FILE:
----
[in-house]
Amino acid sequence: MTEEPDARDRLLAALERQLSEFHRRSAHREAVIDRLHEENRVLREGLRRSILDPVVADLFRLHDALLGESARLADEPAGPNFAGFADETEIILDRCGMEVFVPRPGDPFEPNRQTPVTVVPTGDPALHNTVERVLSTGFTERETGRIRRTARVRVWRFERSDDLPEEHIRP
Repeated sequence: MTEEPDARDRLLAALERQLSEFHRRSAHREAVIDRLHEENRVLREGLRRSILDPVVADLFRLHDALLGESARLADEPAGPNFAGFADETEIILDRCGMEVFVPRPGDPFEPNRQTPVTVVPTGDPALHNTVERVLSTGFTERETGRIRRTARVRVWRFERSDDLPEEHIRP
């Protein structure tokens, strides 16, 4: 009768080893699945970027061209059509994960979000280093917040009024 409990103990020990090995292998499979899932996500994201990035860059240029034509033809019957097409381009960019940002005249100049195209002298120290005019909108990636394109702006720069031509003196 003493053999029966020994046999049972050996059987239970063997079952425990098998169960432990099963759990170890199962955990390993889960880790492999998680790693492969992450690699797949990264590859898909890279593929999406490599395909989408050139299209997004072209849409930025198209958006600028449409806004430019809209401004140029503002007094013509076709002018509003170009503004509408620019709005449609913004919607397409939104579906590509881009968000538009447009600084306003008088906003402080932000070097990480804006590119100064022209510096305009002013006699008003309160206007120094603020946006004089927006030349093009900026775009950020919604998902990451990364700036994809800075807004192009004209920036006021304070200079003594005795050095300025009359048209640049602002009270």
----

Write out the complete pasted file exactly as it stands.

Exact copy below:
[in-house]
Amino acid sequence: MTEEPDARDRLLAALERQLSEFHRRSAHREAVIDRLHEENRVLREGLRRSILDPVVADLFRLHDALLGESARLADEPAGPNFAGFADETEIILDRCGMEVFVPRPGDPFEPNRQTPVTVVPTGDPALHNTVERVLSTGFTERETGRIRRTARVRVWRFERSDDLPEEHIRP
Repeated sequence: MTEEPDARDRLLAALERQLSEFHRRSAHREAVIDRLHEENRVLREGLRRSILDPVVADLFRLHDALLGESARLADEPAGPNFAGFADETEIILDRCGMEVFVPRPGDPFEPNRQTPVTVVPTGDPALHNTVERVLSTGFTERETGRIRRTARVRVWRFERSDDLPEEHIRP
């Protein structure tokens, strides 16, 4: 009768080893699945970027061209059509994960979000280093917040009024 409990103990020990090995292998499979899932996500994201990035860059240029034509033809019957097409381009960019940002005249100049195209002298120290005019909108990636394109702006720069031509003196 003493053999029966020994046999049972050996059987239970063997079952425990098998169960432990099963759990170890199962955990390993889960880790492999998680790693492969992450690699797949990264590859898909890279593929999406490599395909989408050139299209997004072209849409930025198209958006600028449409806004430019809209401004140029503002007094013509076709002018509003170009503004509408620019709005449609913004919607397409939104579906590509881009968000538009447009600084306003008088906003402080932000070097990480804006590119100064022209510096305009002013006699008003309160206007120094603020946006004089927006030349093009900026775009950020919604998902990451990364700036994809800075807004192009004209920036006021304070200079003594005795050095300025009359048209640049602002009270």